The Seco livery is black, orange and yellow. Locomotives have black roofs with orange body and cabs. A narrow yellow band runs from end to end including across the cabs intersecting the cab side windows. All grilles are body coloured including the yellow band with the exception of the radiator grille which is black. Full yellow front ends are applied and window frame beading is black. The underframe is predominantly black however the uppermost ridge is painted yellow and this carries on over the bottom part of the cab sides to the front of the cabs. Locomotive numbers are again in the EWS Gill Sans font but are black. They occupy the same position as EWS red locomotives on the front end and are the same size. One minor difference however is that there is a dash between the ‘58’ and the loco number so, for example, numbers read 58-007. Cab-side numbers are the same size as on the front of the locomotive and are positioned centrally below the driver’s side window. Below the secondman’s window is the SECO logo which is a white vertical rectangle with an orange hard hat with a yellow stripe and the word SECO Rail below the hard hat. Buffer-beam, bogies and tanks are black. An orange cantrail overhead wires warning stripe runs the length of the body and where it crosses the orange of the central body is defined by means of two thin parallel horizontal black lines. On cab roofs this falls within the black of the roof so it is not a problem. There are no known livery variations.
The ‘Fertis’ Livery
Locomotives in this livery have a mid grey roof, not unlike the old Railfreight grey as originally applied to 58s when introduced. The horn grille on the front is also mid-grey. Body and cabs are a very light grey, in fact almost white, and cab window surrounds on the front are also in this colour. The window beading is black. The rest of the cab front end is yellow as per EWS red locomotives and the buffer beam is black. The underframe is mid grey as per the roof with the lower most part painted in a cherry red strip, the same as the yellow warning stripe on EWS locomotives. Bogies and tanks are black. Locomotive numbers are on the front end in a purple version of the EWS Gill Sans font in the same position as EWS locomotives. They are applied in a slightly bigger format centrally under the driver’s side window and a small Fertis logo is below this. This is repeated in large format on the body side centrally across the engine compartment access doors. The Logo is a cherry red and blue/grey gentle wave with the word Fertis below in purple. The large radiator grilles are black with all other grilles body colour. Orange cantrail overhead wire warning stripes are applied.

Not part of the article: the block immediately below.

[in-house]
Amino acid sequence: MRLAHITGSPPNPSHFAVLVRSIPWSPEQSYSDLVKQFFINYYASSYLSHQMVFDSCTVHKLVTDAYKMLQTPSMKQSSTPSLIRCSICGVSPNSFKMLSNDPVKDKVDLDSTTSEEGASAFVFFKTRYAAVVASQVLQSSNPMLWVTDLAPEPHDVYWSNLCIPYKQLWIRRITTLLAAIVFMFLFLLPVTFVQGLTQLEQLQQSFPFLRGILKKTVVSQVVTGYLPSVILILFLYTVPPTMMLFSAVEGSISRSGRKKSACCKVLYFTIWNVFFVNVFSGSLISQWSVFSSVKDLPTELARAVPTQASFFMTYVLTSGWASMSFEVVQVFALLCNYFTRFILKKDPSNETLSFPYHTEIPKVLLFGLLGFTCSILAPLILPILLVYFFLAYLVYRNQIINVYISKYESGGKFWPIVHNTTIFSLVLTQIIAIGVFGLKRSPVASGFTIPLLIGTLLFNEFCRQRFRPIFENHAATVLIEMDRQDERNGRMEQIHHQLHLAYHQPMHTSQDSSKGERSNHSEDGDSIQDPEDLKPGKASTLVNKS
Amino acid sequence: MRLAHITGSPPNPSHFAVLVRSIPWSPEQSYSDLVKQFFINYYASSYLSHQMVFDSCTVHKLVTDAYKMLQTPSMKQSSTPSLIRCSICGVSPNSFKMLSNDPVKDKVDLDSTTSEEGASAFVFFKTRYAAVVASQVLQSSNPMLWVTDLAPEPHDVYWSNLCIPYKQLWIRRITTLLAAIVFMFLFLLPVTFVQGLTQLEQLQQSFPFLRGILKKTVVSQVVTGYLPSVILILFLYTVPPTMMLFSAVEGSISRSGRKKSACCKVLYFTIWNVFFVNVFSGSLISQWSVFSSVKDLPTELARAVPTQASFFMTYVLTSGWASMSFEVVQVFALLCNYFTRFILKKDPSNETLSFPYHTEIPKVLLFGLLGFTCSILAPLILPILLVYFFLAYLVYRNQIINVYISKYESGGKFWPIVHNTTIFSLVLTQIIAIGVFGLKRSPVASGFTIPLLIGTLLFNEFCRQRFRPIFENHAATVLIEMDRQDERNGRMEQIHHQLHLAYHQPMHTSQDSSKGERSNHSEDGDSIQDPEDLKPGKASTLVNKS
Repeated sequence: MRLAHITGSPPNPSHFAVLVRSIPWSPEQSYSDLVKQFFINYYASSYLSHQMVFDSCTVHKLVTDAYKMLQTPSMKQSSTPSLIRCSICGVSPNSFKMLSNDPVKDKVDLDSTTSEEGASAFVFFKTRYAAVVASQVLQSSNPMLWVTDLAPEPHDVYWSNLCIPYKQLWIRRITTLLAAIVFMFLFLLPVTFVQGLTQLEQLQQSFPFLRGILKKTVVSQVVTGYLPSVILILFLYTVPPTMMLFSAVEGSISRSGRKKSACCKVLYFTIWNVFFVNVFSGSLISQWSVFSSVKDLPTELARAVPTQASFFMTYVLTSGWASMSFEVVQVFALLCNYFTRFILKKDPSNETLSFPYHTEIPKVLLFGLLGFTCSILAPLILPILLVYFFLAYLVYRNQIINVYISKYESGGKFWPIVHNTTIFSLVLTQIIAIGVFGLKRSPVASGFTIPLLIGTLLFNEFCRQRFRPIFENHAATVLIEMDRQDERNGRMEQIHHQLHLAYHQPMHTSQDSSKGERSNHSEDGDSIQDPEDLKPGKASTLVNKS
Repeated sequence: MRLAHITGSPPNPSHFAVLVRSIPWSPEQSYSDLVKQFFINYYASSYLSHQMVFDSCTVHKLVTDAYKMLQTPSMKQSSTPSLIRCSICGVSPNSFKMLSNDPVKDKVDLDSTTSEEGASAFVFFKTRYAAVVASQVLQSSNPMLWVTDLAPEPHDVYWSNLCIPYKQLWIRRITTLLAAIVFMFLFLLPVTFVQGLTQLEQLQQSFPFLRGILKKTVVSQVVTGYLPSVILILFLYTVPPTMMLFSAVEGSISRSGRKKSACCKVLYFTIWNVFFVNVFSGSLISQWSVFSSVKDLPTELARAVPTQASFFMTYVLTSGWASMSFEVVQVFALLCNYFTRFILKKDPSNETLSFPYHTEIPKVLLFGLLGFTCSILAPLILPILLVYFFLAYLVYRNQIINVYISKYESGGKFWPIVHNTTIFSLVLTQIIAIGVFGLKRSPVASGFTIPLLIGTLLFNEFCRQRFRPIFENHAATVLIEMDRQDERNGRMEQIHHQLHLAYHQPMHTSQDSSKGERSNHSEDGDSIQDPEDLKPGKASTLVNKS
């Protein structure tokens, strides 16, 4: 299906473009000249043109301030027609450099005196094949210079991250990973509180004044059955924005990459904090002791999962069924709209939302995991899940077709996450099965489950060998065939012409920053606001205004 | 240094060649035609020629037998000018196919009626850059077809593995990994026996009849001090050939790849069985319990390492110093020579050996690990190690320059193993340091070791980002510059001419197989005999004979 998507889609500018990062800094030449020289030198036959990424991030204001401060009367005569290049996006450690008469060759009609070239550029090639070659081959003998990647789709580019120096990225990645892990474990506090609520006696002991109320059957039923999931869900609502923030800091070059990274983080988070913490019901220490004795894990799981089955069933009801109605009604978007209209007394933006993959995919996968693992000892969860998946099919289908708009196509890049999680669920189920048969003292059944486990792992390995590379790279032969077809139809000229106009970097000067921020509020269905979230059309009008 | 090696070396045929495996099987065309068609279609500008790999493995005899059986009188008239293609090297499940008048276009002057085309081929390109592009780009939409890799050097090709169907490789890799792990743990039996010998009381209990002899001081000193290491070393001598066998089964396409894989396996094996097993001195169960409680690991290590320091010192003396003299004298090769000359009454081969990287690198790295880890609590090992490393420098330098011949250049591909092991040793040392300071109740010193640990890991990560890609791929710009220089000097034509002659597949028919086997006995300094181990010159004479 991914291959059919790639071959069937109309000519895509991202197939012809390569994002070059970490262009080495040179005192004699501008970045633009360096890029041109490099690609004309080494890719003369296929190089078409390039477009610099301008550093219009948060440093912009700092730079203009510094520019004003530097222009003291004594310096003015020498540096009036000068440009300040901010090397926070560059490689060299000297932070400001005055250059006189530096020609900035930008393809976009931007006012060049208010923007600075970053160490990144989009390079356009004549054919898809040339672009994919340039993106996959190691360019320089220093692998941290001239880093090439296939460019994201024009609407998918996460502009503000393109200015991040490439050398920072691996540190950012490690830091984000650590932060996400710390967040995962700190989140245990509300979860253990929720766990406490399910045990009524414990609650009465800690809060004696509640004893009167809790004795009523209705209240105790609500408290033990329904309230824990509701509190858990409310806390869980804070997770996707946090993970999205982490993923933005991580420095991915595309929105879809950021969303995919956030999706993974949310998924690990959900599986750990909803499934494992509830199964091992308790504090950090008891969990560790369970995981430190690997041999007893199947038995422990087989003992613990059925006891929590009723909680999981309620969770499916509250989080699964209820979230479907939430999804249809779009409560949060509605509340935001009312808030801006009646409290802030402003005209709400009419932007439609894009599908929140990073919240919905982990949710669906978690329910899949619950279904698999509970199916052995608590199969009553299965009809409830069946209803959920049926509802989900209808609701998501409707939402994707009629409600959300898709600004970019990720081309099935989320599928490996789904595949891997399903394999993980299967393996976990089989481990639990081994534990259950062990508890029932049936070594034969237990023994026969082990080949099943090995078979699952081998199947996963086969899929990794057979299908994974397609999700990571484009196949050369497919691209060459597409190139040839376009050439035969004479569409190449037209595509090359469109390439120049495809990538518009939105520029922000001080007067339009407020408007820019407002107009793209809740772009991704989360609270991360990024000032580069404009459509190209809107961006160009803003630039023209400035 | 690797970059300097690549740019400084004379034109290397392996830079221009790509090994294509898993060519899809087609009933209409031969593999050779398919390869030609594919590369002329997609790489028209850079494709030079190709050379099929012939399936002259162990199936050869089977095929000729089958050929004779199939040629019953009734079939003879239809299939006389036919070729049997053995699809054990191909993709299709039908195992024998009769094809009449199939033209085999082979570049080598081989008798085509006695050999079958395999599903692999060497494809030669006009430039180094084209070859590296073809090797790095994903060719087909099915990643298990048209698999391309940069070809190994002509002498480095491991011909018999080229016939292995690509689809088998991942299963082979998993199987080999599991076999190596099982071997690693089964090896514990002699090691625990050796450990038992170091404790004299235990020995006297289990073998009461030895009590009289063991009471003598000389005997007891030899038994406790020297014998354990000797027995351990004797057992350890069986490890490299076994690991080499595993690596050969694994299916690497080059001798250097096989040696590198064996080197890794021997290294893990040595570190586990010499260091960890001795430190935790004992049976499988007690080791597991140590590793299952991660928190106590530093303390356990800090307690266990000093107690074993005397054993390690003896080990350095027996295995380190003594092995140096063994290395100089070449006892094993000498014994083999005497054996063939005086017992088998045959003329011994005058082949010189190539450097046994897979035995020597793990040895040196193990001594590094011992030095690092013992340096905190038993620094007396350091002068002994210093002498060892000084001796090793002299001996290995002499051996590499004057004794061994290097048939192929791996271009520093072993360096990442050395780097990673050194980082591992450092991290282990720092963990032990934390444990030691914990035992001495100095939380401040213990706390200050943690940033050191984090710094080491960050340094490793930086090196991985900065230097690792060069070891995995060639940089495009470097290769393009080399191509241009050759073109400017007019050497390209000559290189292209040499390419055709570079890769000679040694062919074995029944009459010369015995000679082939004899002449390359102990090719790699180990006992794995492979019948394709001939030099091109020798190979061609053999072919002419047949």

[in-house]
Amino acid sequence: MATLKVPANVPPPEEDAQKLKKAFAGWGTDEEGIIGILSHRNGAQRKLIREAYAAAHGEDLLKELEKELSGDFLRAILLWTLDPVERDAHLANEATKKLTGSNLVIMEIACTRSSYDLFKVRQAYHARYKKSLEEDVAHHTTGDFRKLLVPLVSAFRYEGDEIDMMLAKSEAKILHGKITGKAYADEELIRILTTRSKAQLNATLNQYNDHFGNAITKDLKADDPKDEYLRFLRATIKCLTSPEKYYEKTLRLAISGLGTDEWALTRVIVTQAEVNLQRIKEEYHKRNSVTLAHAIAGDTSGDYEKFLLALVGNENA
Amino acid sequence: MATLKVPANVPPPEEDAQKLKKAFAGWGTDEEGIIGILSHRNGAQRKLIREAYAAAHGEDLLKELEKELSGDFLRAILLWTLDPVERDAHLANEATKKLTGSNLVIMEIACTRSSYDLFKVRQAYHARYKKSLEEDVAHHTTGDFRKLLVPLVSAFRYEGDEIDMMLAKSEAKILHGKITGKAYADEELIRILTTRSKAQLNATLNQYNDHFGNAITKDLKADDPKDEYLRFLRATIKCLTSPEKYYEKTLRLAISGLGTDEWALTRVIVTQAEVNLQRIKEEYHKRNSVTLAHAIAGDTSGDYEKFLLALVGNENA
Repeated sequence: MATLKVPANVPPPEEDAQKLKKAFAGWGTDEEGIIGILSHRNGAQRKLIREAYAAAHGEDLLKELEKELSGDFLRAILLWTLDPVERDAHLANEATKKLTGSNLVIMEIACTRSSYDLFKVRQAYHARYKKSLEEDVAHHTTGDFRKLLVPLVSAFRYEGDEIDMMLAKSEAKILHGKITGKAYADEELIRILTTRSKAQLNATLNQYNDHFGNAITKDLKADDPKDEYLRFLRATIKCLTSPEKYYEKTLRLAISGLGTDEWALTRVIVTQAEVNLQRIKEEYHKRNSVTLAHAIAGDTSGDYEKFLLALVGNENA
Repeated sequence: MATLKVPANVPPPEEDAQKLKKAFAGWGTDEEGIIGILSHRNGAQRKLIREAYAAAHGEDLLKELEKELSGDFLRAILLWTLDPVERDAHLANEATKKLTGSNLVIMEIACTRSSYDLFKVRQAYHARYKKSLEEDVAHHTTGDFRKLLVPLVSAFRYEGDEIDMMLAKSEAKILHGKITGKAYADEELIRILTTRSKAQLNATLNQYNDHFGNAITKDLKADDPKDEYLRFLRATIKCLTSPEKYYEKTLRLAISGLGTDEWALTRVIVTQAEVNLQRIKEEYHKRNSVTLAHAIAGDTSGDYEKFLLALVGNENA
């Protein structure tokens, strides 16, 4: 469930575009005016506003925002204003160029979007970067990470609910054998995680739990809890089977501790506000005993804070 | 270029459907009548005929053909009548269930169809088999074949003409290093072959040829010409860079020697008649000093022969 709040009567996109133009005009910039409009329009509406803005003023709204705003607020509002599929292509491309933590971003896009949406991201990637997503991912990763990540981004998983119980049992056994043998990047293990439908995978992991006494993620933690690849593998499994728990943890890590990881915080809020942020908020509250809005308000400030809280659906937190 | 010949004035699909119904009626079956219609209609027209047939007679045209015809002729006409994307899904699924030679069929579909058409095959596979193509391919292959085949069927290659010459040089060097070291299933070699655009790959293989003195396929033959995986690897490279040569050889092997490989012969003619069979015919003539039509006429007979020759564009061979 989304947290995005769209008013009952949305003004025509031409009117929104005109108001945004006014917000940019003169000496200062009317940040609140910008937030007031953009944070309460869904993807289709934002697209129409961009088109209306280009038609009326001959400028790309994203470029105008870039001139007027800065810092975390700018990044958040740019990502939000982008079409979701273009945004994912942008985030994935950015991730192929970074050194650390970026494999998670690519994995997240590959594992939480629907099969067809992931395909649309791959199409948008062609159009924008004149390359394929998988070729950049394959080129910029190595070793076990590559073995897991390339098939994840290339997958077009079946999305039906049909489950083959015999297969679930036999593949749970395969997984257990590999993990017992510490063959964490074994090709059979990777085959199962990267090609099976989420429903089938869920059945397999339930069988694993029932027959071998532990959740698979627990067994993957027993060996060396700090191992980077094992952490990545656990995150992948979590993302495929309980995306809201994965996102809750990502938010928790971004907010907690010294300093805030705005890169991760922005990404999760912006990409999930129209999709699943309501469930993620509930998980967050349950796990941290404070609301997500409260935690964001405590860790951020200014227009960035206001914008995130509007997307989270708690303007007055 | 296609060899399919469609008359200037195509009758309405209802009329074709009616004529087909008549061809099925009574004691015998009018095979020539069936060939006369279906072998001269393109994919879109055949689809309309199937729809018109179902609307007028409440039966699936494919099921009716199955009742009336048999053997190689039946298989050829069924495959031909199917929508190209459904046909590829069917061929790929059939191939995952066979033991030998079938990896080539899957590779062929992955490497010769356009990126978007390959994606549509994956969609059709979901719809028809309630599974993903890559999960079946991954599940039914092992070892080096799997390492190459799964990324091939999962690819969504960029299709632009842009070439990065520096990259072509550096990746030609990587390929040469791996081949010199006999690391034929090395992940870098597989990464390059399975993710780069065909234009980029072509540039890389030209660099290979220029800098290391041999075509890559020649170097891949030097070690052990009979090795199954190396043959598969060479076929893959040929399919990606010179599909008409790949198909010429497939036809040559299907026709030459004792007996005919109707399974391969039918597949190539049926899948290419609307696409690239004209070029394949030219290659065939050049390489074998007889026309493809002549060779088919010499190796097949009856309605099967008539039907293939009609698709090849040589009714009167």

The ‘TSO’ Livery
There were four Class 58s to carry this livery: 58033, 58047, 58049 and 58050. The livery is a white roof, yellow body and cabs including full yellow ends. In this respect they look rather like Network Rail liveried locomotives bar the white roof although the yellow is slightly paler. Underframes and buffer beams are a light blue colour similar to the former Network SouthEast original light blue. Bogies and tanks are black as is the beading around the cab windows. The large radiator grille is black, while all other grilles are yellow. Large TSO logos are applied centrally on the cab front below the windows and again on all cab sides. There is no logo on the bodyside doors. Numbers are once again in the Gill Sans font and in a similar position to EWS red locomotives but are near the headlight to allow for the TSO logo on the loco front. On the cab side, numbers are positioned near the bottom towards the back of the cab, again to allow for the TSO logo under the cab side windows. Numbers are the same light blue as the underframes and again have a dash in the same position between the number 58 and the loco number in the same manner as the SECO Rail locomotives. The TSO logo is a white circle with a light blue broken dashed rim on its outside edge. The cross section of a rail is depicted in the centre of the circle in light blue which is intersected by the TSO letters in the middle. Standard orange cantrail warning stripes are applied. There are no livery variations.